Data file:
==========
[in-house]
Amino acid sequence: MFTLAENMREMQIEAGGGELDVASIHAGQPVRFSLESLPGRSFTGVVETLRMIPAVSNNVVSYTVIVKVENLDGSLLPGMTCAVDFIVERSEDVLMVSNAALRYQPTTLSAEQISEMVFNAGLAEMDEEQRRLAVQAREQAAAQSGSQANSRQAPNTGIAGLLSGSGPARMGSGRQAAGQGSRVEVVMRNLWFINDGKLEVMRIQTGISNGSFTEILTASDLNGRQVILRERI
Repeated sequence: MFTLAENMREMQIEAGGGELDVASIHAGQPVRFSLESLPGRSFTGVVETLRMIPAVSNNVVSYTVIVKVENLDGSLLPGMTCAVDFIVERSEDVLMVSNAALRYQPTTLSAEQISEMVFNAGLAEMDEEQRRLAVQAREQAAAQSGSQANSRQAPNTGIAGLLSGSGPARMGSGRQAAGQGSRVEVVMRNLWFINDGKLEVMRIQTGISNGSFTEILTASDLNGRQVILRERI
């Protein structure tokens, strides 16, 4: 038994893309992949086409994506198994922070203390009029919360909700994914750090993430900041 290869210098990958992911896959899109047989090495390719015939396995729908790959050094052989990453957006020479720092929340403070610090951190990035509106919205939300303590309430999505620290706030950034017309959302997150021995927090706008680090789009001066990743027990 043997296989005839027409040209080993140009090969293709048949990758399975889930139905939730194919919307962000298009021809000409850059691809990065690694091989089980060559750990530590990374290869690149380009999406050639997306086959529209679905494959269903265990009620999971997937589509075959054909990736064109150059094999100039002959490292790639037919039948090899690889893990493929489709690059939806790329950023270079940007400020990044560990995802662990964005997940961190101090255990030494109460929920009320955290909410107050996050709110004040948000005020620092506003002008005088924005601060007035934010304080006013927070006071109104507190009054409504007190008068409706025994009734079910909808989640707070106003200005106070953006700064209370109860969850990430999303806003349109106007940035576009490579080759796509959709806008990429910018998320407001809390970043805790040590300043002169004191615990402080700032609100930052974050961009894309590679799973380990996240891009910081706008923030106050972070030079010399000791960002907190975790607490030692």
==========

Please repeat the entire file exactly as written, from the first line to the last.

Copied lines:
[in-house]
Amino acid sequence: MFTLAENMREMQIEAGGGELDVASIHAGQPVRFSLESLPGRSFTGVVETLRMIPAVSNNVVSYTVIVKVENLDGSLLPGMTCAVDFIVERSEDVLMVSNAALRYQPTTLSAEQISEMVFNAGLAEMDEEQRRLAVQAREQAAAQSGSQANSRQAPNTGIAGLLSGSGPARMGSGRQAAGQGSRVEVVMRNLWFINDGKLEVMRIQTGISNGSFTEILTASDLNGRQVILRERI
Repeated sequence: MFTLAENMREMQIEAGGGELDVASIHAGQPVRFSLESLPGRSFTGVVETLRMIPAVSNNVVSYTVIVKVENLDGSLLPGMTCAVDFIVERSEDVLMVSNAALRYQPTTLSAEQISEMVFNAGLAEMDEEQRRLAVQAREQAAAQSGSQANSRQAPNTGIAGLLSGSGPARMGSGRQAAGQGSRVEVVMRNLWFINDGKLEVMRIQTGISNGSFTEILTASDLNGRQVILRERI
């Protein structure tokens, strides 16, 4: 038994893309992949086409994506198994922070203390009029919360909700994914750090993430900041 290869210098990958992911896959899109047989090495390719015939396995729908790959050094052989990453957006020479720092929340403070610090951190990035509106919205939300303590309430999505620290706030950034017309959302997150021995927090706008680090789009001066990743027990 043997296989005839027409040209080993140009090969293709048949990758399975889930139905939730194919919307962000298009021809000409850059691809990065690694091989089980060559750990530590990374290869690149380009999406050639997306086959529209679905494959269903265990009620999971997937589509075959054909990736064109150059094999100039002959490292790639037919039948090899690889893990493929489709690059939806790329950023270079940007400020990044560990995802662990964005997940961190101090255990030494109460929920009320955290909410107050996050709110004040948000005020620092506003002008005088924005601060007035934010304080006013927070006071109104507190009054409504007190008068409706025994009734079910909808989640707070106003200005106070953006700064209370109860969850990430999303806003349109106007940035576009490579080759796509959709806008990429910018998320407001809390970043805790040590300043002169004191615990402080700032609100930052974050961009894309590679799973380990996240891009910081706008923030106050972070030079010399000791960002907190975790607490030692």